Friday, May 22, 2009

The Moon at LCROSS impact

The Moon's possible appearance over Hawaii when LCROSS
impact occurs, next October

There are many, many more qualified amateur enthusiasts, particularly those who've been rehearsing their part in possible Earth-side observation of the LCROSS impact event who can better explain what it all means.

But during their briefing on the up-coming NASA LRO-LCROSS mission Thursday, mission managers gave more than a few hints about what viewers on Earth (not watching NASA-TV) can expect next October 8 when LCROSS finally reaches its still-undetermined target.

Perhaps some of the uncertainty has been narrowed down.

If the October 8 impact holds as a target for the LCROSS impact, as project scientist Tony Colaprete of NASA Ames said Thursday, we might now be able to infer pretty closely the actual time when the impact will occur, and perhaps at which lunar pole.

The eventual target has not been formally chosen, and won't be until well past the vehicle's initial steering encounter with the Moon well after its scheduled launch June 17.

"The event is timed to occur next October 8, when the Moon is over Hawaii," Colaprette said, which is an optimum for Keck Observatory and others on the summit of Mauna Kea, on the Big Island of Hawai'i, and also for the other observing partners "from South Korea to "about as far east as Texas."

A glance over ephemeris data show the Moon will transit over Keck (19°49′35″N 155°28′27″W ) at 0338 on the morning of Oct. 8 (1738 UTC & 08:38 EST).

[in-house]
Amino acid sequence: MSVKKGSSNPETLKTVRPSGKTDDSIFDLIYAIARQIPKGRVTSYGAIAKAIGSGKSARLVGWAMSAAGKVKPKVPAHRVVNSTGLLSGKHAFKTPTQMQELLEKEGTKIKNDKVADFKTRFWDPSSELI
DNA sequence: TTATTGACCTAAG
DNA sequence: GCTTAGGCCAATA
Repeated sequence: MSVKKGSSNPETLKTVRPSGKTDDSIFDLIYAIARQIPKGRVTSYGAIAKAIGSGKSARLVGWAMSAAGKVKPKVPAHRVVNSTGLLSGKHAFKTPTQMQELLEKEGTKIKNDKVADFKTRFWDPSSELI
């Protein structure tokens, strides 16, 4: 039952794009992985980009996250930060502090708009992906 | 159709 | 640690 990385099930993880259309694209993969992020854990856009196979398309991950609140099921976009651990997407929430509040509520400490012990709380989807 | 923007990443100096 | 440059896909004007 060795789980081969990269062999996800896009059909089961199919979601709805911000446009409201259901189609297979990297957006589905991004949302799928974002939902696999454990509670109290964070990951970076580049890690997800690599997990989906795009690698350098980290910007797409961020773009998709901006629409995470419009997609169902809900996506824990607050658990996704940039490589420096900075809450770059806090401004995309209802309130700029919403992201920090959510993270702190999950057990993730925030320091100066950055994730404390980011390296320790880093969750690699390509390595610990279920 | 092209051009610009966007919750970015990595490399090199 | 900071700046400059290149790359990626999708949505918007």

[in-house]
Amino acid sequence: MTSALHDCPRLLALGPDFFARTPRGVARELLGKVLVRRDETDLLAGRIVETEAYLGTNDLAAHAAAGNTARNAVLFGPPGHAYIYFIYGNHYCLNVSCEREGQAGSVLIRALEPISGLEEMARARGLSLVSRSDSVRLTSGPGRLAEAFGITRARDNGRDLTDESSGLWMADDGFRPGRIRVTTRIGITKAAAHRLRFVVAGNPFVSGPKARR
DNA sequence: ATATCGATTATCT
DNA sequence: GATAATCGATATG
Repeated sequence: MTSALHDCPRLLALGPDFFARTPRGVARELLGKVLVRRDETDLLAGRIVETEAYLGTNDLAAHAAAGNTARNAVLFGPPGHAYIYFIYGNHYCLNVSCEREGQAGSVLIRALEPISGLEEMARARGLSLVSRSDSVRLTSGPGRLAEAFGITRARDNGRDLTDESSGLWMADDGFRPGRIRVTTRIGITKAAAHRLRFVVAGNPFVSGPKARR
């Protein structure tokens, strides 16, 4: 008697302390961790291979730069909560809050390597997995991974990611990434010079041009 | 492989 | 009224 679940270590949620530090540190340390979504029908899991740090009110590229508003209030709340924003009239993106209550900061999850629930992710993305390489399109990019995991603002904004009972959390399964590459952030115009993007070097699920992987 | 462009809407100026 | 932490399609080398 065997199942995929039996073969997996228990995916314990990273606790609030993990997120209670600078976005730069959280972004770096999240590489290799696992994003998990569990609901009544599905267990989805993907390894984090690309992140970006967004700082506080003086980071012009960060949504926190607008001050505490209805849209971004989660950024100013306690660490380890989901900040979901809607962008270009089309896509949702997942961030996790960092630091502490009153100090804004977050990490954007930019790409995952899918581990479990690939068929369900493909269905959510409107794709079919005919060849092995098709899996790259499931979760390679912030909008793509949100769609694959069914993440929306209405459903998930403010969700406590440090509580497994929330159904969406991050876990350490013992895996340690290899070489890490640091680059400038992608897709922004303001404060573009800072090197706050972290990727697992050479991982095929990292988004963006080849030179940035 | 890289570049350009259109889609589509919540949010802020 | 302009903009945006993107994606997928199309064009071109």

Perhaps more importantly the Moon reaches perigee roughly around 04:26.30 (18:26.30 UTC - 09:26.30 EST) while the Moon is still well over Mauna Kea.

At that moment, 47 minutes after transiting Hawaii, the Moon will be 372,532 km away, just 9,428 km shy of formal perigee along its 363,104 by 405,696 km orbit. It's apparent diameter will be 32.08'

It may also be safe to predict LCROSS is gunning for a target in the lunar South Polar region based on this and a nominal steering slingshot maneuver that will set it up for impact much later, after entering an eccentric polar orbit of Earth. After that maneuver, depending on whether LCROSS is initially steered over the North or South pole, it will be too late to switch from one target region to the other.

Expectations are LCROSS will enter it's eccentric polar orbit over the lunar South pole, returning it to perigee back near the earth, and setting up an eventual return encounter with a target in the lunar South.

Back to very early in the morning on October 8, at 14:26.30 UT the Moons, libration in latitude will be -04°56' and -03°35' in longitude, allowing craters and crater groups like Drygalski, Cabeus and Malapert, etc., to be tipped into Earth's line of sight, visible along with Shackleton and the lunar South Pole region in general.

This very favorable south and southwestern limb libration will be have been greater three days earlier at Full Moon, but 14,800 kilometers further away (387,330 km) with a smaller apparent diameter - two full arc minutes of degree smaller.

If the eventual target must be within the nightside terminator choices of qualifying targets will have to lie roughly between longitudes 33.8° and 212.5° (33.8° east & 146.5° West).

On the Farside the permanetly shawdowed candidate could be among the Wiechert crater group, most of which are south of 85.5° in latitude.

On the Nearside at 14:26.30 UTC Faustini will have just undergone local sunset and will still be well-tipped into a favorable line of sight with the Farside's Wiechert crater group lingering just behind.

Among many other qualifying targets will also be some craters among the Demonax group, Amundsen and Idel'son L, etc.

As Chuck Wood says, how many qualifying targets can you pick out?

1 comment:

Scrad said...

Latest update is that the impact will occur at around 04:30 PDT on 9 October. Expect further constraints on this as the day approaches.

Nice blog